Flags, paper clips, or rubber bands should help to skip over pages not relevant. It is unattractive and distracting to the audience to see the soloists flipping through their scores while other musicians are playing behind them.

If a soloist sits on stage with their score closed, it implies that they are not participating in the piece until they stand to sing. It is particularly rude to close the score after the final passage sung, if the piece is ongoing.

Take time in rehearsal to confer with your fellow soloists about standing cues. Consider reasonable lead-time before your first entrance, or the entrance of the first singer in a quartet passage. Consider also musical events that might make good standing spots, or moments that would be awkward to interrupt with movement (pianissimo passages, fermatas, etc.).

Mark your score so that you are ready and can stand gracefully and in the spirit of the music (don’t jump up if the music is reflective or sorrowful; stand with assurance in allegro passages, etc). After sitting, flip your page immediately to your next solo entrance and sit quietly with your score in your lap.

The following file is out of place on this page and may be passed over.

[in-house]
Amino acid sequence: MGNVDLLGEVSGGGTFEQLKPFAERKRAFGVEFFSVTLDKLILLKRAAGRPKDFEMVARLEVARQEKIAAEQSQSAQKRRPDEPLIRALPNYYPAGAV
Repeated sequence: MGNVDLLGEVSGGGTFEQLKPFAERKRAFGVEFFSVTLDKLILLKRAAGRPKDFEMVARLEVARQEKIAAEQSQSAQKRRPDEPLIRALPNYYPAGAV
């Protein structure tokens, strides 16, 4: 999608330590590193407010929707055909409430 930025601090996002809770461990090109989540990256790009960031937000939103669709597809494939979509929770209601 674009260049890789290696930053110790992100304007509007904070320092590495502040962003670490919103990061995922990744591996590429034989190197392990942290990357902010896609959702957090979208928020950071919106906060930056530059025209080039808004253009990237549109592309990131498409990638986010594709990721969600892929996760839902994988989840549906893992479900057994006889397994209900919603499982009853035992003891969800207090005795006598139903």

Make sure you locate it as soon as you sit down after bowing. Position the cup or bottle so that you can reach it easily and also so that it is unlikely to be jostled; under the chair and near a chair leg is usually best. Unless you are having an emergency, only reach for water during movement breaks or pauses in the continuity (like tuning).

Proper rhythmic coordination among the quartet is the principal responsibility of the conductor, and no amount of beautiful tone will make up for bad ensemble in these passages! Each singer should also endeavor to anticipate downbeats so that the natural tendency to broaden the line does not make them drag.


Expect to bow as an ensemble every time you come on stage, and make sure you can see the conductor to take your cue when to bow. After the piece has finished, you will stand only when the conductor invites you to – do not bow after standing, but wait until the conductor bows. Solo bows are rarely given in oratorio performances; all the soloists bow together no matter how large or small their part.

The soloist closest to the exit should leave (do not have the female soloists exit first) and should promptly turn and walk to the exit when receiving the signal from the conductor. The more efficiently exits and entrances are accomplished, the longer the applause can be enjoyed! Be ready to immediately return to the stage for a curtain call, in reverse order from the exit order.

Do not place a bouquet on your chair, but continue to hold it as you take your bows. Sometimes singers leave their scores backstage after the first stage exit in order to make this easier.

© Pamela Dellal